May 19, 2024

Dog Training Points Trained Companions

Happy Paws, Trained Hearts

Review of “My Beloved Monster,” a memoir by Caleb Carr

4 min read

Over the years, my wife and I have been blessed with 15 cats, three rescued from the streets of Brooklyn, three from barns near our home in Vermont, one from a Canadian resort and the others from the nearby shelter, where my wife has volunteered as a “cat whisperer” for the most emotionally scarred of its feline inhabitants for years. Twelve of our beloved pets have died (usually in our arms), and we could lose any of our current three cats — whose combined age is roughly 52 — any day now. So, I am either the best person to offer an opinion on Caleb Carr’s memoir, “My Beloved Monster,” or the worst.

For the many who have read Carr’s 1994 novel, “The Alienist,” an atmospheric crime story set in 19th-century New York, or watched the Netflix series it inspired, Carr’s new book might come as something of a surprise. “My Beloved Monster” is a warm, wrenching love story about Carr and his cat, a half-wild rescue named Masha who, according to the subtitle of his book, in fact rescued Carr. The author is, by his own admission, a curmudgeon, scarred by childhood abuse, living alone and watching his health and his career go the way of all flesh.

What makes the book so moving is that it is not merely the saga of a great cat. Libraries are filled with books like that, some better than others. It’s the 17-year chronicle of Carr and Masha aging together, and the bond they forged in decline. (As Philip Roth observed, “Old age isn’t a battle; old age is a massacre.”) He chronicles their lives, beginning with the moment the animal shelter begs Carr to bring the young lioness home because the creature is so ferocious she unnerves the staff — “You have to take that cat!” one implores.

Interspersed throughout Carr’s account of his years with Masha are his recollections of all the other cats he has had in his life, going back to his youth in Manhattan. And there are a lot. Cats often provided him comfort after yet another torment his father, the writer Lucien Carr, and stepfather visited upon him. Moreover, Carr identifies so deeply with the species that as a small child he drew a self-portrait of a boy with a cat’s head. He knows a great deal about cats and is eager to share his knowledge, for instance about the Jacobson’s organ in the roof of their mouths that helps them decide if another creature is predator or prey. His observations are always astute: “Dogs tend to trust blindly, unless and until abuse teaches them discretion. … Cats, conversely, trust conditionally from the start.”

Carr, now 68, was a much younger man when he adopted Masha. Soon, however, they were joined at the hip. As the two of them bonded, the writer found himself marveling at what he believed were their shared childhood traumas, which move between horrifying and, in Carr’s hands, morbidly hilarious: “I began to accept my father’s behavior in the spirit with which he intended it … he was trying to kill me.” Man and cat shared the same physical ailments, including arthritis and neuropathy, possibly caused by physical violence in both cases. Carr allowed Masha, a Siberian forest cat, to go outside, a decision many cat owners may decry, but he defends it: “Masha was an entirely different kind of feline,” and keeping her inside “would have killed her just as certainly as any bear or dog.” Indeed, Masha took on fishers and bears (yes, bears!) on Carr’s wooded property in Upstate New York.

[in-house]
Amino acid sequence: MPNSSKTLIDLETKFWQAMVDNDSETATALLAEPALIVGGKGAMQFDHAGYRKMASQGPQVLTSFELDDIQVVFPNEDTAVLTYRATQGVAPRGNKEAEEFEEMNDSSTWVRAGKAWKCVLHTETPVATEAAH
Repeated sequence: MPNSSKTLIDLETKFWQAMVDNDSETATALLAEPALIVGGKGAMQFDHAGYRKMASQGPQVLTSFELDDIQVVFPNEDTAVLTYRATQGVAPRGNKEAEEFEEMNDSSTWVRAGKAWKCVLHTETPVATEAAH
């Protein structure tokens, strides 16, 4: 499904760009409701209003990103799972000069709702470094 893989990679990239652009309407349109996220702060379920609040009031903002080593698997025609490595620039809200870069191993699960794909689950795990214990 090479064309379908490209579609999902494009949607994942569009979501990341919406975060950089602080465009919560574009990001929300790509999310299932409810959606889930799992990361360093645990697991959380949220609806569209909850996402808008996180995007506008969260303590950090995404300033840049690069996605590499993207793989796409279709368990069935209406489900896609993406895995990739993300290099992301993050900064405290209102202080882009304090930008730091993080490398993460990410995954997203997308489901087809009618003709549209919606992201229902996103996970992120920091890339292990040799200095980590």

But bears and dogs are humdrum fare compared with cancer and old age, which come for both the novelist and his cat. Carr’s diagnosis came first, and his first concern was whether he would outlive Masha. (The existence of the book gives us the answer he didn’t have at the time.) Illness adds new intensity to the human-feline connection: “Coming back from a hospital or a medical facility to Masha was always particularly heartening,” Carr writes, “not just because she’d been worried and was glad to see me, but because she seemed to know exactly what had been going on … and also because she was so anxious to show that she hadn’t been scared, that she’d held the fort bravely.”

Sometimes, perhaps, Carr anthropomorphizes too much and exaggerates Masha’s language comprehension, or gives her more human emotion than she had. But maybe not. Heaven knows, I see a lot behind my own cats’ eyes. Moreover, it’s hard to argue with a passage as beautiful as this: “In each other’s company, nothing seemed insurmountable. We were left with outward scars. … But the only wounds that really mattered to either of us were the psychic wounds caused by the occasional possibility of losing each other; and those did heal, always, blending and dissolving back into joy.”

Like all good memoirs — and this is an excellent one — “My Beloved Monster” is not always for the faint of heart. Because life is not for the faint of heart. But it is worth the emotional investment, and the tissues you will need by the end, to spend time with a writer and cat duo as extraordinary as Masha and Carr.

Chris Bohjalian is the best-selling author of 24 books. His most recent novel, “The Princess of Las Vegas,” was published last month.

Masha, the Half-Wild Rescue Cat Who Rescued Me

Little, Brown. 435 pp. $29


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